The results of this study will provide information about the utility of the NIRS technique to detect differences in children with ASD or ADHD and may aid in the understanding of the cognitive functions that underlie these disorders.
Compensation will be provided. If you are interested please call 301-435-7962 (TTY: 1-866-411-1010) or e-mail NIMH-ASD@mail.nih.gov. National Institute of Mental Health, National Institutes of Health, Department of Health & Human Services.
Studies Recruiting Adults Include the Following Collaborations
People with autism and autism spectrum disorders have problems with communication, behavior, and socializing, and many also have intellectual and developmental disabilities. The cause of autism is not known, but previous research has suggested an association between autism and immune changes in the brain. Researchers are interested in using the experimental radioactive drug (11C)PBR28, which attaches to a target in the brain that is involved in immune changes. Using positron emission tomography (PET) scanning of people with and without autism, researchers will see if there are greater immune changes in people with autism.Objectives:
- To determine if positron emission tomography scanning can be used to evaluate changes in an immune system target in the brains of people with autism.Eligibility:
- Individuals between 18 and 45 years of age who have been diagnosed with either autism or autism spectrum disorders, or are healthy volunteers.
-Individuals must be in good health, with no history of serious head trauma.
- Participants will be screened with a physical examination and psychological examination, medical history, questionnaires about behavior and mood, and blood and urine tests.
- Participants will have two imaging studies of the brain at separate study visits. The first study visit will involve a magnetic resonance imaging (MRI) scan to provide a baseline image of the brain. The second study visit will involve PET scan with the radioactive chemical (11C)PBR28 to study an immune system target (called translocator protein) in the brain. The MRI scan will take about 40 minutes, and the PET scan will take about 2 hours.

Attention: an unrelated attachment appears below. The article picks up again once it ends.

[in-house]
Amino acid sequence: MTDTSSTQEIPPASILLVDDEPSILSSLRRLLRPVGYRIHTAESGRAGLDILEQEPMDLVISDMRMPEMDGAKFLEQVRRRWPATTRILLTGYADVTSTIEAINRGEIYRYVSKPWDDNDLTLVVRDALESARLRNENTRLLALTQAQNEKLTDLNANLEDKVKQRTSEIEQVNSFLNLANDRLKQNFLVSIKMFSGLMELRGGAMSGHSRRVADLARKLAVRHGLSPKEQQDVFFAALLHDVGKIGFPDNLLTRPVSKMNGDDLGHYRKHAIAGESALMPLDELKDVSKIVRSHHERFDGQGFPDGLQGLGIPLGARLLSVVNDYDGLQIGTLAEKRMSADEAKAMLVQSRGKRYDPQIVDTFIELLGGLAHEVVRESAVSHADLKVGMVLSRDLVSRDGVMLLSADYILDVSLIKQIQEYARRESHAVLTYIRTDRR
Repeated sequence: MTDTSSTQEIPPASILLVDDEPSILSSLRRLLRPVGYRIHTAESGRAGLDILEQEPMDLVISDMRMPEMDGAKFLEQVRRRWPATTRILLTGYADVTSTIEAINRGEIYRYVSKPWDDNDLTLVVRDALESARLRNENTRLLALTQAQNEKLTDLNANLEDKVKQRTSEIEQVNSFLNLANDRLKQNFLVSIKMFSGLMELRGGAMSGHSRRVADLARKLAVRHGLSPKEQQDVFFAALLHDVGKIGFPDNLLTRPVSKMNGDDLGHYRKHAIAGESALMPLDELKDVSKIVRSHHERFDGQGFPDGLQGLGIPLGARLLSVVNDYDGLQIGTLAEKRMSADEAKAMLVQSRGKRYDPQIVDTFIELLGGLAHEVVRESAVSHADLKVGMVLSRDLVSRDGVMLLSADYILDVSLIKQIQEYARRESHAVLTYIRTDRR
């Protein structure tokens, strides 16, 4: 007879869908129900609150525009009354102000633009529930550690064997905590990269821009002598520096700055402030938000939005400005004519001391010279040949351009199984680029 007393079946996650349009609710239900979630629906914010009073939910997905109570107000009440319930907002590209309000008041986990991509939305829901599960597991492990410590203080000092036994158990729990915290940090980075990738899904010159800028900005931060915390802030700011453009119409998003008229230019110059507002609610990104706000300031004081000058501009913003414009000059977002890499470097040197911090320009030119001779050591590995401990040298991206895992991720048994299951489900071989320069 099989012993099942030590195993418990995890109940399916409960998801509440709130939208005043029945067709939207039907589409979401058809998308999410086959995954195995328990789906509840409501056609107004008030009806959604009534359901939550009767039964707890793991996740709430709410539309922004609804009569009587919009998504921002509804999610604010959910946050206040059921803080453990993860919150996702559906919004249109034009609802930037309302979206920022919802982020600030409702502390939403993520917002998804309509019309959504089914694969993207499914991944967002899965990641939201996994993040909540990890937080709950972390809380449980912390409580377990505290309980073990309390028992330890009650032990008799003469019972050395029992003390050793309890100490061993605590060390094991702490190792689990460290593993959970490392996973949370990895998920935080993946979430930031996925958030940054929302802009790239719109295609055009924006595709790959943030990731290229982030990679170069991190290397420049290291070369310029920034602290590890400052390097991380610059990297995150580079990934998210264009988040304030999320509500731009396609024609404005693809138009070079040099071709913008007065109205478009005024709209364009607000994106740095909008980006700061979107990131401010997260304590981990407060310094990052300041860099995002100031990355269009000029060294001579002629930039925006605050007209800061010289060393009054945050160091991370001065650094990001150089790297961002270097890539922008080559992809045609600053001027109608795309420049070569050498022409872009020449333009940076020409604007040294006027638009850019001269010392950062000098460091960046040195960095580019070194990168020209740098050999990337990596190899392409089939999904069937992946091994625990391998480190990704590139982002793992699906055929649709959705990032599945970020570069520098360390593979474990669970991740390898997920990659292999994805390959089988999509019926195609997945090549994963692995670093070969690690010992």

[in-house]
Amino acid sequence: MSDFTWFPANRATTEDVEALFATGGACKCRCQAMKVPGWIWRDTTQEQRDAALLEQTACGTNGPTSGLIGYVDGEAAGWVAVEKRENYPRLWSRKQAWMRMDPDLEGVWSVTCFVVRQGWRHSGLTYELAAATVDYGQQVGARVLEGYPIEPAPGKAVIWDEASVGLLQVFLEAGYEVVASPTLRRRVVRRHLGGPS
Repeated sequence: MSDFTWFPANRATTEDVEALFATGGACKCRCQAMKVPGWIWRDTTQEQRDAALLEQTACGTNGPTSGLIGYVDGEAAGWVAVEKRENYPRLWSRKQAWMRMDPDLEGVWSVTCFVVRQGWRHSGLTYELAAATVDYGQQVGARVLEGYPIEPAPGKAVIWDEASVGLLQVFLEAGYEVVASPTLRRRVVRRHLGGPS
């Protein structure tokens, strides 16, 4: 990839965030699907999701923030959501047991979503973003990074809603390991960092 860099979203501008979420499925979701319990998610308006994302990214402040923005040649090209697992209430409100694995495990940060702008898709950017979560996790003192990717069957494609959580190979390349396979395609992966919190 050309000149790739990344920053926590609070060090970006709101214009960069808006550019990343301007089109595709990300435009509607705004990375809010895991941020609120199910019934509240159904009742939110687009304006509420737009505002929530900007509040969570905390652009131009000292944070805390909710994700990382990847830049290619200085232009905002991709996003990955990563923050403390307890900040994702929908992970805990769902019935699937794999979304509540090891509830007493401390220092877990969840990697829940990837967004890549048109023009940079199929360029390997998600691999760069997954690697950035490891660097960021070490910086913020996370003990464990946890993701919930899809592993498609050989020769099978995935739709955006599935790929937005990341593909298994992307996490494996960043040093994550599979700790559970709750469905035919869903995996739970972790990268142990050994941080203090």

Compensation is provided for participation.
http://patientinfo.nimh.nih.gov or for other studies: www.clinicaltrials.gov
Please refer to study # 11-M-0118
This research seeks to understand how protein formation in the brain is affected in fragile X syndrome (FXS). Researchers will measure the rate at which the brain makes proteins (protein synthesis) and may identify specific parts of the brain affected in FXS. In the future, measurement of protein synthesis in FXS may help us to develop and test new therapies.
The study enrolls eligible young mean with FXS, ages 18-24, from around the world, and includes one visit, lasting several days, to the NIH Clinical Center in Bethesda, Maryland. Study Includes: Assessment by physicians, blood draws, two brain scans (PET & MRI), and possible sedation. The cost of travel, food, and lodging, are covered and include the study participant and one or two accompanying family members. Compensation is paid for your time and assistance.
Please consider enrolling your child in our clinical study of FXS. If you would like to participate, or would simply like to have more information:, please call Inna Loutaev, +1 301 496 4707, or E-mail firstname.lastname@example.org